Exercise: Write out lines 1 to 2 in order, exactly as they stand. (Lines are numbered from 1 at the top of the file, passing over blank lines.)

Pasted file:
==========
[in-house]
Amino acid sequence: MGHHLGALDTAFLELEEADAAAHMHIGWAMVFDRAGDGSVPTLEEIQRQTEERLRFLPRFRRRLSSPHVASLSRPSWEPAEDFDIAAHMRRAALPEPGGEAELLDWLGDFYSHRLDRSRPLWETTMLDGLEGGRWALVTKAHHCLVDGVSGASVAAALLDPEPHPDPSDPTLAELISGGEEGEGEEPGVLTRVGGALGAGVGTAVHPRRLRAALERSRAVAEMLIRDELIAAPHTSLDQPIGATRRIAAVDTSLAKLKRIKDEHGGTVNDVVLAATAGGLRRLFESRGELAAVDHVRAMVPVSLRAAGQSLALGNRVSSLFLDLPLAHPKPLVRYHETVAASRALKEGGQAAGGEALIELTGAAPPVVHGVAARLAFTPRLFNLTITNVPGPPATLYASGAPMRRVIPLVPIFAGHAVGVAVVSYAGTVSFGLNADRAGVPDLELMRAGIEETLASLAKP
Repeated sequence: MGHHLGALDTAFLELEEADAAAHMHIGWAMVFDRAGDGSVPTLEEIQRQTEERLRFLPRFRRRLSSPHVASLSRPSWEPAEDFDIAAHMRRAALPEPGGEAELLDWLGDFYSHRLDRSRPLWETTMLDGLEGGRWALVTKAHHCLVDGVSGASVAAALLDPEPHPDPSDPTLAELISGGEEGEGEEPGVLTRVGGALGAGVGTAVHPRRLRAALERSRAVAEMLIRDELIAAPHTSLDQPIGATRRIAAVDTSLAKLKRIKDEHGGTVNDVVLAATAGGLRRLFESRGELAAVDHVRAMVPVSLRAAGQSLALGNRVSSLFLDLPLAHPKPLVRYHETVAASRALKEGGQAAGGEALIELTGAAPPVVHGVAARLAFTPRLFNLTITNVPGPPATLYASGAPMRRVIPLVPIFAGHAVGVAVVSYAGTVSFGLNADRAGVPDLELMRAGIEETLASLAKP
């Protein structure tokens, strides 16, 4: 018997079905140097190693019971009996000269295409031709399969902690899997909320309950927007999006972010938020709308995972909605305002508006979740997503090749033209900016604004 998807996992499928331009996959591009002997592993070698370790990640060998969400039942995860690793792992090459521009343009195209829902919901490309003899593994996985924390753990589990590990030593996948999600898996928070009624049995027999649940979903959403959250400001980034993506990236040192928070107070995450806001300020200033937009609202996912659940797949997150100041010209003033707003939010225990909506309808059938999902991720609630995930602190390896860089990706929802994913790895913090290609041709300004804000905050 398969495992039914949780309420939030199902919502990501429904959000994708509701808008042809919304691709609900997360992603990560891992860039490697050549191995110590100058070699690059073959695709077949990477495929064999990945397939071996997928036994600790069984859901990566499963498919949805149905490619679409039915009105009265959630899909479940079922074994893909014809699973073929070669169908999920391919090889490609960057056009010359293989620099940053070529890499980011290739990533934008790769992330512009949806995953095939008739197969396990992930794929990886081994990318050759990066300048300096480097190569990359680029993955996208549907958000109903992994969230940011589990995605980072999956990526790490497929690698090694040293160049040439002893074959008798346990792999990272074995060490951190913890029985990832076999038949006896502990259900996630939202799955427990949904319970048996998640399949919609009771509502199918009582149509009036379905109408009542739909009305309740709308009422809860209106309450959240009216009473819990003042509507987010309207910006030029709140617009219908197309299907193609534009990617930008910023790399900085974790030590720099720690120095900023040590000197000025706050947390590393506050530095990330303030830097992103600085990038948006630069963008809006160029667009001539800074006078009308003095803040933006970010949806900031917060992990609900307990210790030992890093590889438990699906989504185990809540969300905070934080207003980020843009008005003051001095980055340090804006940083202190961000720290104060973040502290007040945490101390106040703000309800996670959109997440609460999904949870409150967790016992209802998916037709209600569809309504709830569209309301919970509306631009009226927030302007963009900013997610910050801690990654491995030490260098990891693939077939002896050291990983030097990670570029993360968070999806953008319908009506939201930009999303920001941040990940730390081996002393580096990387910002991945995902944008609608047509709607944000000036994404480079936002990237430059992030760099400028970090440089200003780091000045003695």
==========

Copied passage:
[in-house]
Amino acid sequence: MGHHLGALDTAFLELEEADAAAHMHIGWAMVFDRAGDGSVPTLEEIQRQTEERLRFLPRFRRRLSSPHVASLSRPSWEPAEDFDIAAHMRRAALPEPGGEAELLDWLGDFYSHRLDRSRPLWETTMLDGLEGGRWALVTKAHHCLVDGVSGASVAAALLDPEPHPDPSDPTLAELISGGEEGEGEEPGVLTRVGGALGAGVGTAVHPRRLRAALERSRAVAEMLIRDELIAAPHTSLDQPIGATRRIAAVDTSLAKLKRIKDEHGGTVNDVVLAATAGGLRRLFESRGELAAVDHVRAMVPVSLRAAGQSLALGNRVSSLFLDLPLAHPKPLVRYHETVAASRALKEGGQAAGGEALIELTGAAPPVVHGVAARLAFTPRLFNLTITNVPGPPATLYASGAPMRRVIPLVPIFAGHAVGVAVVSYAGTVSFGLNADRAGVPDLELMRAGIEETLASLAKP